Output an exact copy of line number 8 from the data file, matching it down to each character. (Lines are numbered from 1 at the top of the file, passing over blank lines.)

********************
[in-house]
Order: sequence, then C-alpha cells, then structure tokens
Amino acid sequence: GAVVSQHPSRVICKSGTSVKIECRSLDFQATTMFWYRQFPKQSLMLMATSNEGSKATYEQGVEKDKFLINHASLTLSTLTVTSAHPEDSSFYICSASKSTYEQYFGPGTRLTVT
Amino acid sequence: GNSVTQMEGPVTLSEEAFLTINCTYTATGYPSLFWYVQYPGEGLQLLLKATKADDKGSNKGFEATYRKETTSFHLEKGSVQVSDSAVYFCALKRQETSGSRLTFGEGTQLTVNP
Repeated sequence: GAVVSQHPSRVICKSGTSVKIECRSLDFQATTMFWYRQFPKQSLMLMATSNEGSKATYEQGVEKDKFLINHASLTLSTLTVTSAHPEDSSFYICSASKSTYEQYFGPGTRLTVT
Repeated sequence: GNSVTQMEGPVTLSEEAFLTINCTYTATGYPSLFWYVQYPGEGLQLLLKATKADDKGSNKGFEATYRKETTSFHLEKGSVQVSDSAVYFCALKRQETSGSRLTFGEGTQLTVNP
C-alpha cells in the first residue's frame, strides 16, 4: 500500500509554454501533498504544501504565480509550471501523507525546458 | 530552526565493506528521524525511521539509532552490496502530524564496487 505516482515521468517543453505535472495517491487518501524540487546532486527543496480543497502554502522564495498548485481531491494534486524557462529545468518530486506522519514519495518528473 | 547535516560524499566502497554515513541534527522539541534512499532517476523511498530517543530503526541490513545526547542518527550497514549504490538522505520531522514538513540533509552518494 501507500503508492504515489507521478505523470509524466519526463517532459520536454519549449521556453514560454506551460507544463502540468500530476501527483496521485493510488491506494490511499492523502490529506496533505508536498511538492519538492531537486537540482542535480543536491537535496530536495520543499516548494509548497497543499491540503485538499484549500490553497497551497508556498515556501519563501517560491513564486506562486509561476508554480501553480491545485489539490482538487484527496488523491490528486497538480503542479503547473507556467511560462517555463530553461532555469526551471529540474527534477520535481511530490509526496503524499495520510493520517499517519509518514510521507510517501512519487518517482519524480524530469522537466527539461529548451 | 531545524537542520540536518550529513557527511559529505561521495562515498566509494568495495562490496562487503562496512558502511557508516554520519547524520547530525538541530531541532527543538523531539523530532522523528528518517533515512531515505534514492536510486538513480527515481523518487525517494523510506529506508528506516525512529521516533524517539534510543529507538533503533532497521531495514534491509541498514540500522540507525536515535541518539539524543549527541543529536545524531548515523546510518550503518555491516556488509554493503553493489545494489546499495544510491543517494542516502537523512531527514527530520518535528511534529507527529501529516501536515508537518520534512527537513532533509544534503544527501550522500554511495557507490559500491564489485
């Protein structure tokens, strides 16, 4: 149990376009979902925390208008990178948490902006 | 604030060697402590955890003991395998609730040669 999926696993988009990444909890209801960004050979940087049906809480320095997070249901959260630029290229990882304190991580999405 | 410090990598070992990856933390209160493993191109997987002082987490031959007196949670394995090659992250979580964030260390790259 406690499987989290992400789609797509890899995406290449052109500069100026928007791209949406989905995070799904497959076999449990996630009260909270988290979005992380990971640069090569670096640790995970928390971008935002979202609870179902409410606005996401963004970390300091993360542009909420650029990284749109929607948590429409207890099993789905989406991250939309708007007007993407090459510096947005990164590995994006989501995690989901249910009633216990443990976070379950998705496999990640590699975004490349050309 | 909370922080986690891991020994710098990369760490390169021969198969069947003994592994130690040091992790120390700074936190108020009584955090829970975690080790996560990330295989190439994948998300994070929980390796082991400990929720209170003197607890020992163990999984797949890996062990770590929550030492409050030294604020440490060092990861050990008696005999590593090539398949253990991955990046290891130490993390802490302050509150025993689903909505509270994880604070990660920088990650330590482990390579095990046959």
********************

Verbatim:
């Protein structure tokens, strides 16, 4: 149990376009979902925390208008990178948490902006 | 604030060697402590955890003991395998609730040669 999926696993988009990444909890209801960004050979940087049906809480320095997070249901959260630029290229990882304190991580999405 | 410090990598070992990856933390209160493993191109997987002082987490031959007196949670394995090659992250979580964030260390790259 406690499987989290992400789609797509890899995406290449052109500069100026928007791209949406989905995070799904497959076999449990996630009260909270988290979005992380990971640069090569670096640790995970928390971008935002979202609870179902409410606005996401963004970390300091993360542009909420650029990284749109929607948590429409207890099993789905989406991250939309708007007007993407090459510096947005990164590995994006989501995690989901249910009633216990443990976070379950998705496999990640590699975004490349050309 | 909370922080986690891991020994710098990369760490390169021969198969069947003994592994130690040091992790120390700074936190108020009584955090829970975690080790996560990330295989190439994948998300994070929980390796082991400990929720209170003197607890020992163990999984797949890996062990770590929550030492409050030294604020440490060092990861050990008696005999590593090539398949253990991955990046290891130490993390802490302050509150025993689903909505509270994880604070990660920088990650330590482990390579095990046959």